>From The Sunday Times,
January 23 2000 BRITAIN
First artificial DNA can create new forms of life
Jonathan Leake and Roger Dobson
SCIENTISTS have made the world's first synthetic DNA - the molecules that
form the blueprint for life.
The breakthrough means that the first artificial organisms could be "born"
within two years and raises the prospect of humans redesigning whole
species, including themselves.
The DNA was created at the University of Texas where researchers have mapped
out the exact way it will be configured to create synthetic organism one
(SO1), the microbe destined to be the world's first man-made creature.
"We are synthesising DNA to create the first synthetic organism," said
Professor Glen Evans, director of the university's genome science and
technology centre. "SO1 will have no specific function but once it is alive
we can customise it. We can go back to the computer and change a gene and
create other new life forms by simply pressing a button."
The researchers are planning to create a series of designer bugs, with
super-efficient mechanisms for infecting target tissues such as cancer
tumours - and then killing them. Some would infect the human gut to produce
Critics, however, have warned that the scientists risk unleashing a microbe
master race with increased powers to infect humans and wildlife.
The researchers' success lies in having found a way to create long chains of
DNA. Such chains are made up of four types of molecule which join up in
twosomes known as "base pairs". The base pairs then link to form a ladder
that twists into the famous DNA double helix.
In nature, one chain of DNA can contain hundreds of thousands of base pairs.
Until now, however, scientists have found it impossible to join together
more than 100.
Evans's team has broken this barrier with a technique that first creates
short chains of DNA and then joins them together in a controllable way.
The scientists are close to achieving chains that contain 100,000 base
pairs - enough to form the basis for simple life forms.
The design for SO1 is based on analyses of the genes of other small
bacteria. Genes are the functional units of DNA, each one being responsible
for creating a protein essential to processes such as respiration.
Evans plans to copy the vital genes from each bacterium, select the best and
join them together. In nature all DNA also contains "junk genes" with no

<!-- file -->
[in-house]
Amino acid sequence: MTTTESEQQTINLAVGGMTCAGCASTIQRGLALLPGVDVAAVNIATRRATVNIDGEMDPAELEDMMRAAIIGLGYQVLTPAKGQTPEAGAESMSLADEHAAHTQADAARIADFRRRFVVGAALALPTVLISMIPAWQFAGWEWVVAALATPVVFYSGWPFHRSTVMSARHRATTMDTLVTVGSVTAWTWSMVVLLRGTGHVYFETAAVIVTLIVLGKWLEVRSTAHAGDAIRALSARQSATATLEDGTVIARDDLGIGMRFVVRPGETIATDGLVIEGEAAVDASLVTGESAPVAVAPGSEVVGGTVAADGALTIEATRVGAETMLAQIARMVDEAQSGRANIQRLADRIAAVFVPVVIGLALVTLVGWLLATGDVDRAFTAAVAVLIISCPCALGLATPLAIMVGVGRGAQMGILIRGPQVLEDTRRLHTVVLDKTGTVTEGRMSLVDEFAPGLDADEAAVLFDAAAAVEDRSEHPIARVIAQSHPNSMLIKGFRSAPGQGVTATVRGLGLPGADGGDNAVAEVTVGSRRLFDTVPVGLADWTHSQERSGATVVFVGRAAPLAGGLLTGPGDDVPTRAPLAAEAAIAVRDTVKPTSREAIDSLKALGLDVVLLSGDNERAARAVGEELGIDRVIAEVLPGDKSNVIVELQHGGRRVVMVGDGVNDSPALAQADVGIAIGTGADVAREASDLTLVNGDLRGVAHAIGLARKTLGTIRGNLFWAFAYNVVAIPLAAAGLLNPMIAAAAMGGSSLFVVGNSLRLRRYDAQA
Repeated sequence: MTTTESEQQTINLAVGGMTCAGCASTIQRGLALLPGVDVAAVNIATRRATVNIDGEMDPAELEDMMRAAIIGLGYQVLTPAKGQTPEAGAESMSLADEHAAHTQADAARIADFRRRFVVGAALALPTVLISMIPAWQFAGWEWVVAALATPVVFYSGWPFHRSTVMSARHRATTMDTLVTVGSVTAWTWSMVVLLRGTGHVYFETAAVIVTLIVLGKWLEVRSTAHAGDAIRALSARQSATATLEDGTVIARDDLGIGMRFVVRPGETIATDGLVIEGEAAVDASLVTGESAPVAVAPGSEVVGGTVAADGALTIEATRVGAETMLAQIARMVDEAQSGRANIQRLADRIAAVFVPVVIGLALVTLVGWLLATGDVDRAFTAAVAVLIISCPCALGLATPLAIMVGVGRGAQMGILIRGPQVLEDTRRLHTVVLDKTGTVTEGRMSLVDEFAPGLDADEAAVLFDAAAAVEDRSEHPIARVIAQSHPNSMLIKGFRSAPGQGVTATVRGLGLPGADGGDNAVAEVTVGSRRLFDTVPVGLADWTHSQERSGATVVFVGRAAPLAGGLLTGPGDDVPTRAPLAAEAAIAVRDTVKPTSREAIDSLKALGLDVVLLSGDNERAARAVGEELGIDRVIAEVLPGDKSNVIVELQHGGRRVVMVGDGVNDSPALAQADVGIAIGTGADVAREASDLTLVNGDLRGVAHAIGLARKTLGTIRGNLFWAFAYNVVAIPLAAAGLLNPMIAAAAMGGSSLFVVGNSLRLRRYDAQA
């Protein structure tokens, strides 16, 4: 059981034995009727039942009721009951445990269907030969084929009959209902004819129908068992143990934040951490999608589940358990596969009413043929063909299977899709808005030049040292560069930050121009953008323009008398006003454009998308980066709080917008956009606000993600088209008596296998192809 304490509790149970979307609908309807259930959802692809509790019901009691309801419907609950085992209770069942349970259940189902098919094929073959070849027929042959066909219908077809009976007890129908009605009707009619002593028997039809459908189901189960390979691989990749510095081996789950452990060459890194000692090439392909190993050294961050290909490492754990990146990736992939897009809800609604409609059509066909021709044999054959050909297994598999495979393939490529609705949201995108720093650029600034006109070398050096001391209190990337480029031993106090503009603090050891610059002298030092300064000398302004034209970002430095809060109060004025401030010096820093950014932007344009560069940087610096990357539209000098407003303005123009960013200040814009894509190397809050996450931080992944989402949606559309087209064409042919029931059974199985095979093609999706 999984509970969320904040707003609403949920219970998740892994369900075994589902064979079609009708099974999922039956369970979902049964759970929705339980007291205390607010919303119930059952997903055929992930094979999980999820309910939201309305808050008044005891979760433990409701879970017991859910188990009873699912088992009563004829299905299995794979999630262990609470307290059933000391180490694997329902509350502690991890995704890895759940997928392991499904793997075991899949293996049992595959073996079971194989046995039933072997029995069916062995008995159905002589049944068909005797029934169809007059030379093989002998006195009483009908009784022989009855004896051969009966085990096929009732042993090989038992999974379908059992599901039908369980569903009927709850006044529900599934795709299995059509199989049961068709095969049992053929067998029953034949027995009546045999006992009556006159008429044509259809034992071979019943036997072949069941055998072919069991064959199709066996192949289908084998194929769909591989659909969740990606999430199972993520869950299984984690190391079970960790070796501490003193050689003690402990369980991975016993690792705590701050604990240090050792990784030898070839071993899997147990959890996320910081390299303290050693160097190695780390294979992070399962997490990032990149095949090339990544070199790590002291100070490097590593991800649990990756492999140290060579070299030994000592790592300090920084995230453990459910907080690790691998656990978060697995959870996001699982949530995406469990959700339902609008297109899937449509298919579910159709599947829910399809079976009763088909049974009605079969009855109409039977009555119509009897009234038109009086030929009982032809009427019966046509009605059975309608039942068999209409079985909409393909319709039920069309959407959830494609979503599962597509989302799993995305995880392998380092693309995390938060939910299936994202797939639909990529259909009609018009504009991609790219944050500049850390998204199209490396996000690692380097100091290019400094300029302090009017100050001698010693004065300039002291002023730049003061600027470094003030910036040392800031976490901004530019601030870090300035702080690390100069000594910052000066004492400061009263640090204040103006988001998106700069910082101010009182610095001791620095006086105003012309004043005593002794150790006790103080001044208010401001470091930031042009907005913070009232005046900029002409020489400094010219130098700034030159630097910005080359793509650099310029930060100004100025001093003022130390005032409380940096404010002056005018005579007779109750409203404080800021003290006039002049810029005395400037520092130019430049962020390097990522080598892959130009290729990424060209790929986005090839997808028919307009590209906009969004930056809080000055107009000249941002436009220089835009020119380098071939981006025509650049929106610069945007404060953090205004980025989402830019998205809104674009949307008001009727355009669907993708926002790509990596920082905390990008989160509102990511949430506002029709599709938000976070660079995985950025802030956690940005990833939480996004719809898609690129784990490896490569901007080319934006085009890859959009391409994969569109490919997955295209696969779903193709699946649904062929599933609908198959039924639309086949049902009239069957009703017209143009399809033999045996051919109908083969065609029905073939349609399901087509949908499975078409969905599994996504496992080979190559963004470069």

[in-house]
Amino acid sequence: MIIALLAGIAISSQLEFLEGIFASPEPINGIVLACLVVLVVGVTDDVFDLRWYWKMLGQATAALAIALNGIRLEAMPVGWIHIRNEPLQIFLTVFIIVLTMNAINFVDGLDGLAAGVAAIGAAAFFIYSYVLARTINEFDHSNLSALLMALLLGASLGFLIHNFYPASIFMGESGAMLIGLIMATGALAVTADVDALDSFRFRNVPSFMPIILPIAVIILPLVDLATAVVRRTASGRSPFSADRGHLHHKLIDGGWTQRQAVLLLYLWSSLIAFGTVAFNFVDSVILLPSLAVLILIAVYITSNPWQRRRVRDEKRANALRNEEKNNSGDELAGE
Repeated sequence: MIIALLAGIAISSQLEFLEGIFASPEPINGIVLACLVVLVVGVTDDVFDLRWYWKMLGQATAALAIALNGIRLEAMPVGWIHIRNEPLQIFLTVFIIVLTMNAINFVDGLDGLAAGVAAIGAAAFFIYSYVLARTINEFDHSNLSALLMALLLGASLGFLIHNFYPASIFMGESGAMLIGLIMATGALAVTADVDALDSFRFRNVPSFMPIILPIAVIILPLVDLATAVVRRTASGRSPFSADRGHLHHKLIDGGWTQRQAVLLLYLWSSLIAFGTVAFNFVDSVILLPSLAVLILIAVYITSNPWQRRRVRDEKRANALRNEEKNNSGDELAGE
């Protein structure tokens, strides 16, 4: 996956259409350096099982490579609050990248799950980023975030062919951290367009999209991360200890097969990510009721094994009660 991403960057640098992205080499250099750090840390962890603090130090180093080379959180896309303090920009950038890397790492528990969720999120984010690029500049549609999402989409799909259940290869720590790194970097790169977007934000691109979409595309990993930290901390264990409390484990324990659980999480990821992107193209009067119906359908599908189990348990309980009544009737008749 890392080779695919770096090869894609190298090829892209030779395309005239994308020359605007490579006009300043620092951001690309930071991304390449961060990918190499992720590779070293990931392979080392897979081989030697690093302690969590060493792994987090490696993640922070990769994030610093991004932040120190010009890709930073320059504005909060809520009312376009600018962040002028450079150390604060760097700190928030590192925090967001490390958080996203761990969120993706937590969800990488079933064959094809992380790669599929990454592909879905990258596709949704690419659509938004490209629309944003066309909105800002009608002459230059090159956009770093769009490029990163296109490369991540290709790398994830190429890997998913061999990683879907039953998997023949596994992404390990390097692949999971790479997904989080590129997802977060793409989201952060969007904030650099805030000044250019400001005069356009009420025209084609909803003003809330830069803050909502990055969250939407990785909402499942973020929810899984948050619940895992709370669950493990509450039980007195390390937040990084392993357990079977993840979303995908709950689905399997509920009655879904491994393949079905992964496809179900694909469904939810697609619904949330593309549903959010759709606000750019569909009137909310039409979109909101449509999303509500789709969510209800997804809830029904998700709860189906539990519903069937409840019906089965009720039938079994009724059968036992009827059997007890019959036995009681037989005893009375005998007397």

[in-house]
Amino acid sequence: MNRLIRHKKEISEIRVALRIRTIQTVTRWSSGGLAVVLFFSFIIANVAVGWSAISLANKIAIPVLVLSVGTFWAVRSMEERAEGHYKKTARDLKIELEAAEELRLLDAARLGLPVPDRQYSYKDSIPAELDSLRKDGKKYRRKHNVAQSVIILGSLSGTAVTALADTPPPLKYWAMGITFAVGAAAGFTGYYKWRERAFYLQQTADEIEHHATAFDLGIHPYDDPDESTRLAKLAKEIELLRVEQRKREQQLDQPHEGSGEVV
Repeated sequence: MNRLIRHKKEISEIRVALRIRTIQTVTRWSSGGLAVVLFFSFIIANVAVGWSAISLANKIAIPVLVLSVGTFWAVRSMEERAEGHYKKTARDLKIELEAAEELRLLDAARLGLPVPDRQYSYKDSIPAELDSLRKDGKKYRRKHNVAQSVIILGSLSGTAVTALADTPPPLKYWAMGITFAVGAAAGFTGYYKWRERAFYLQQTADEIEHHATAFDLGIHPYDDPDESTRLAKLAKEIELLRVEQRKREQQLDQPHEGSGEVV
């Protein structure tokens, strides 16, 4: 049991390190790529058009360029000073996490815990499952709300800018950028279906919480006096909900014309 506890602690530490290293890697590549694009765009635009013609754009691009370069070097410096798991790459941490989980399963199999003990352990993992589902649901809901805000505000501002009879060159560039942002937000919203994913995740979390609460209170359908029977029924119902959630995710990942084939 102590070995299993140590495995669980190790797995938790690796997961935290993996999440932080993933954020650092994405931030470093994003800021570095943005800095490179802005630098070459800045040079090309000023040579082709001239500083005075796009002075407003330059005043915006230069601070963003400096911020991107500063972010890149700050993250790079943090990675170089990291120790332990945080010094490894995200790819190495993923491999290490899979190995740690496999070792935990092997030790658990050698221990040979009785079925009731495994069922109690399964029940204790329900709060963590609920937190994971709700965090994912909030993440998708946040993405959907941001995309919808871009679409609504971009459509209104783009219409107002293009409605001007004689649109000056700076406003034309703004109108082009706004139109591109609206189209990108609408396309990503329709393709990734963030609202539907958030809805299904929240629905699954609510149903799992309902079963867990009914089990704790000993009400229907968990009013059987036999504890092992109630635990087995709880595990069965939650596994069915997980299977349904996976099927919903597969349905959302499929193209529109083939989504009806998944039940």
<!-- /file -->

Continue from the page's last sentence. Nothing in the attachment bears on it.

function but Evans plans to omit these - possibly making SO1 the most
efficient organism that has lived.
The work to create SO1 is complex but the test of success will be simple.
Can SO1 feed and reproduce? If so, then Evans will indeed be celebrating new
life. Opponents, however, will regard such an event very differently.
Tony Juniper, policy and campaigns director of Friends of the Earth, said
the bugs could present a serious threat to human health and the environment.
He said: "Scientists have already unleashed genetically modified organisms
and we are now seeing the damage they can do. Playing God by creating
entirely new life forms could have very serious consequences which should be
publicly and fully debated."
Others are less perturbed. Michael Reiss, a specialist in bioethics at
Cambridge University, said he would become concerned only if such life
became sentient. "In the 19th century people thought there was some vital
essence to life and there was real controversy when the first organic
compounds were made. My own view is that DNA is just an extension of that
process," he said.
Evans believes that man will one day be able to create complex life forms.
For now, however, the first benefit could be simpler - the end of the
vitamin pill. "Humans need but cannot make vitamin C because we lack one
particular enzyme," he said. "If we put that enzyme into one of our
artificial organisms and drink it, the bug will live in our guts making
vitamin C for ever."
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